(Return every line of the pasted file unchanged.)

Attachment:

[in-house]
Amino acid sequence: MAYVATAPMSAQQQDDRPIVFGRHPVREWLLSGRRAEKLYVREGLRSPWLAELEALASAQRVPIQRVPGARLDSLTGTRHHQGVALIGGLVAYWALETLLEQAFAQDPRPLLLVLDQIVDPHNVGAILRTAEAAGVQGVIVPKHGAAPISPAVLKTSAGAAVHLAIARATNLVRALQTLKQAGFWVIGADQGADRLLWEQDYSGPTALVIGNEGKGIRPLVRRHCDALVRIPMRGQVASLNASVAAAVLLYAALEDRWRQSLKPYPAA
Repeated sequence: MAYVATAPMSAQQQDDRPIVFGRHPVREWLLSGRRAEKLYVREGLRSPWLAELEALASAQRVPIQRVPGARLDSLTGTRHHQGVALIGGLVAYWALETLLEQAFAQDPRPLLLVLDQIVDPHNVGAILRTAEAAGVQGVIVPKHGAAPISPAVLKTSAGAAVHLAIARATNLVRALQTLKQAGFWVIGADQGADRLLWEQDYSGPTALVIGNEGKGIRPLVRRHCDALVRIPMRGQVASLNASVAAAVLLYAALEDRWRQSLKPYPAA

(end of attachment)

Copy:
[in-house]
Amino acid sequence: MAYVATAPMSAQQQDDRPIVFGRHPVREWLLSGRRAEKLYVREGLRSPWLAELEALASAQRVPIQRVPGARLDSLTGTRHHQGVALIGGLVAYWALETLLEQAFAQDPRPLLLVLDQIVDPHNVGAILRTAEAAGVQGVIVPKHGAAPISPAVLKTSAGAAVHLAIARATNLVRALQTLKQAGFWVIGADQGADRLLWEQDYSGPTALVIGNEGKGIRPLVRRHCDALVRIPMRGQVASLNASVAAAVLLYAALEDRWRQSLKPYPAA
Repeated sequence: MAYVATAPMSAQQQDDRPIVFGRHPVREWLLSGRRAEKLYVREGLRSPWLAELEALASAQRVPIQRVPGARLDSLTGTRHHQGVALIGGLVAYWALETLLEQAFAQDPRPLLLVLDQIVDPHNVGAILRTAEAAGVQGVIVPKHGAAPISPAVLKTSAGAAVHLAIARATNLVRALQTLKQAGFWVIGADQGADRLLWEQDYSGPTALVIGNEGKGIRPLVRRHCDALVRIPMRGQVASLNASVAAAVLLYAALEDRWRQSLKPYPAA